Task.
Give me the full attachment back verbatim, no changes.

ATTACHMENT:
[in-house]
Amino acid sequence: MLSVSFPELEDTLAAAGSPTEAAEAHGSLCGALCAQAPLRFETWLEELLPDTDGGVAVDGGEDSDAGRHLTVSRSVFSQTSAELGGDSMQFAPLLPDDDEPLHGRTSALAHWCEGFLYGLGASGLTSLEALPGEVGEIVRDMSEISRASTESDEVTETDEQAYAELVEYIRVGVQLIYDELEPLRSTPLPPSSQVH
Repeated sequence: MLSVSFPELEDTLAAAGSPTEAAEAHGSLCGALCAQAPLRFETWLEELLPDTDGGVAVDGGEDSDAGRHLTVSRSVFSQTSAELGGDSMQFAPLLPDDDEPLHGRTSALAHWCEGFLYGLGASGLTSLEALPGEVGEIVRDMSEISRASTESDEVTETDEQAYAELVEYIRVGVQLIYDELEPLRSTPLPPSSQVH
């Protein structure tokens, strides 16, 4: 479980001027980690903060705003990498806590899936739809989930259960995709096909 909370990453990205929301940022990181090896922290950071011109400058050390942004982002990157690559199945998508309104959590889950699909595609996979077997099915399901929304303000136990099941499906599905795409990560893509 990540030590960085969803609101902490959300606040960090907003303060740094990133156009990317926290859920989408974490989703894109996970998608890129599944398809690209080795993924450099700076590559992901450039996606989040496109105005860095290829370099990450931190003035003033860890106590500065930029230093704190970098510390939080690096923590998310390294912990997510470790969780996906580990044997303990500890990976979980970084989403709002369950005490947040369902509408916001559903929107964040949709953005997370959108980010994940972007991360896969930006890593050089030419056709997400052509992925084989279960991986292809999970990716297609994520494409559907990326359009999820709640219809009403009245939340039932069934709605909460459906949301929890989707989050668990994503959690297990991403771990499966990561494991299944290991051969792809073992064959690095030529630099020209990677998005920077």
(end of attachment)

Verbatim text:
[in-house]
Amino acid sequence: MLSVSFPELEDTLAAAGSPTEAAEAHGSLCGALCAQAPLRFETWLEELLPDTDGGVAVDGGEDSDAGRHLTVSRSVFSQTSAELGGDSMQFAPLLPDDDEPLHGRTSALAHWCEGFLYGLGASGLTSLEALPGEVGEIVRDMSEISRASTESDEVTETDEQAYAELVEYIRVGVQLIYDELEPLRSTPLPPSSQVH
Repeated sequence: MLSVSFPELEDTLAAAGSPTEAAEAHGSLCGALCAQAPLRFETWLEELLPDTDGGVAVDGGEDSDAGRHLTVSRSVFSQTSAELGGDSMQFAPLLPDDDEPLHGRTSALAHWCEGFLYGLGASGLTSLEALPGEVGEIVRDMSEISRASTESDEVTETDEQAYAELVEYIRVGVQLIYDELEPLRSTPLPPSSQVH
């Protein structure tokens, strides 16, 4: 479980001027980690903060705003990498806590899936739809989930259960995709096909 909370990453990205929301940022990181090896922290950071011109400058050390942004982002990157690559199945998508309104959590889950699909595609996979077997099915399901929304303000136990099941499906599905795409990560893509 990540030590960085969803609101902490959300606040960090907003303060740094990133156009990317926290859920989408974490989703894109996970998608890129599944398809690209080795993924450099700076590559992901450039996606989040496109105005860095290829370099990450931190003035003033860890106590500065930029230093704190970098510390939080690096923590998310390294912990997510470790969780996906580990044997303990500890990976979980970084989403709002369950005490947040369902509408916001559903929107964040949709953005997370959108980010994940972007991360896969930006890593050089030419056709997400052509992925084989279960991986292809999970990716297609994520494409559907990326359009999820709640219809009403009245939340039932069934709605909460459906949301929890989707989050668990994503959690297990991403771990499966990561494991299944290991051969792809073992064959690095030529630099020209990677998005920077």